"Our dog is going to have puppies any minute," she said, opening the door quietly, "so I'm just letting you know, if that happens the lesson will have to be cut short."
Hesitantly I went in, lugging my box. "What will you do? Like, do you call an animal ambulance or something?"
"I'm going to deliver them myself."
In the kitchen, the table had been transformed into a kind of manger, with sheets and old pillows. The border collie slumbered peacefully in the manger. We tiptoed out. In the living room, where the lessons take place, slouched a very old man, also slumbering, in an old chair, with a book on his lap. When he heard the first accordion sounds, he roused, struggled out of the chair, and made his unsteady way to the manger.
"So did you buy that Palmer-Hughes book?" she asked. I admitted that I had not. "It's okay," she said. "I found one you can borrow for now. It's older than the other edition, but it has similar songs."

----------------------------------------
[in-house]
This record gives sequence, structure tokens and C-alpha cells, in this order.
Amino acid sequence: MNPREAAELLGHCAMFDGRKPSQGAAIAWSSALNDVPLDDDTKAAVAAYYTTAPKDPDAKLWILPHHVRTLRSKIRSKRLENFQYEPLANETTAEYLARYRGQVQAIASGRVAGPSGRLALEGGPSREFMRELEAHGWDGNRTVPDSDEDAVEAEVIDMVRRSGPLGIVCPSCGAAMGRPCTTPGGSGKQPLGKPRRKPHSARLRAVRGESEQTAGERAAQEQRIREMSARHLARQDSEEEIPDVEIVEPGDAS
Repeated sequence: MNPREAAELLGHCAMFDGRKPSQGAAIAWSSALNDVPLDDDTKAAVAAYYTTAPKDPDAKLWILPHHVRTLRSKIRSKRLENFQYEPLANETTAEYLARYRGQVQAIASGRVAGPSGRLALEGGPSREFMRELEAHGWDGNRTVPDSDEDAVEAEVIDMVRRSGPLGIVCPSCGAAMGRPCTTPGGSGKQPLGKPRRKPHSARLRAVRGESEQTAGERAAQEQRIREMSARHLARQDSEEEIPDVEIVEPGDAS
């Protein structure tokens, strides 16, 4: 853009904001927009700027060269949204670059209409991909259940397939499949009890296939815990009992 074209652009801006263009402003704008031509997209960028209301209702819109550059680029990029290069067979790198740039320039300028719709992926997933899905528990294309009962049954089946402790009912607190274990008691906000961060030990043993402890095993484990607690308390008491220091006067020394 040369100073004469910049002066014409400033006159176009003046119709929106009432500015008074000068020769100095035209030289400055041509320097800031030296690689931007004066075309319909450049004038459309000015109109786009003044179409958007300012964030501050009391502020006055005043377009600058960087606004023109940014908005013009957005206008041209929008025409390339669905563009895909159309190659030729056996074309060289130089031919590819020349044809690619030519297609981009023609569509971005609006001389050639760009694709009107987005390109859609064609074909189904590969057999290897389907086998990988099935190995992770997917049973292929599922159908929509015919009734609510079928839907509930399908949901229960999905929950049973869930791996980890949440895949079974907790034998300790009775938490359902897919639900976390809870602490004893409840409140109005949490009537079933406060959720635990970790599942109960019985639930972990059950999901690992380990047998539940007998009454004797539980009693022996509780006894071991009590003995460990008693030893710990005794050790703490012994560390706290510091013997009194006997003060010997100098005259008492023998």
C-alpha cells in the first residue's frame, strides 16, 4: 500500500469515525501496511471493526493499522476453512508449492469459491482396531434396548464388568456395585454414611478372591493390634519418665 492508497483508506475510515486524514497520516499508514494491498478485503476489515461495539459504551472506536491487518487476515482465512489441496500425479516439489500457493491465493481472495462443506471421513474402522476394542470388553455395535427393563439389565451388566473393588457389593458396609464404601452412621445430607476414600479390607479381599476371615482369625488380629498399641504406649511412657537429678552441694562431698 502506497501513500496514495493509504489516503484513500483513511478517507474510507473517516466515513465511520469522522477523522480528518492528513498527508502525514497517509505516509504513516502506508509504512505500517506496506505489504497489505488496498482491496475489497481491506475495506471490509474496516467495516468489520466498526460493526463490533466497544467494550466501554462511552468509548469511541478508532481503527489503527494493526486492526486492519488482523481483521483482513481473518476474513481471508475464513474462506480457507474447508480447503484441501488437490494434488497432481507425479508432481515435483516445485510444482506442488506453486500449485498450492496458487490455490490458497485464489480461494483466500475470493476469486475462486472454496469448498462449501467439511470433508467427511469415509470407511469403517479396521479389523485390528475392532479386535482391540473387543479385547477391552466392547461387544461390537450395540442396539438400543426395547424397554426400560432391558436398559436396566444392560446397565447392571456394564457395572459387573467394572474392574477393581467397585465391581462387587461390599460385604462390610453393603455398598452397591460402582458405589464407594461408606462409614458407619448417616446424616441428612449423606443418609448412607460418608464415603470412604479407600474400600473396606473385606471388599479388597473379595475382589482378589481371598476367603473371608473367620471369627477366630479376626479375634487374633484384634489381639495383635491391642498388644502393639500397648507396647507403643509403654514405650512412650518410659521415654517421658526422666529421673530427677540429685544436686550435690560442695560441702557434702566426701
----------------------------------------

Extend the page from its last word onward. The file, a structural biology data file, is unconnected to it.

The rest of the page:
Older than the other one. She flipped through it. Copyright 1952. She taught me the songs "The Kickoff," "Batter Up!" and "Skating," during all three of which I fervently cocked a hopeful ear for puppy squeals. No dice.
Her teenage daughter stuck her head in the room. "I'm going to walk the neighbor's dog. And by the way," all innocent, "sounding great, guys." Flicked a smile at my burst of laughter and was gone.
At the end of the lesson, I flipped through the book and, after picking up my jaw from it, stared at this:
Here are the lyrics to "INJUN SONG!":
I know what the Injuns know.
I go where the Injuns go.
I watched Big Chief smoke his peace pipe.
To the papoose I'm a friend.
For the squaws I carry candy.
On me Injuns all depend.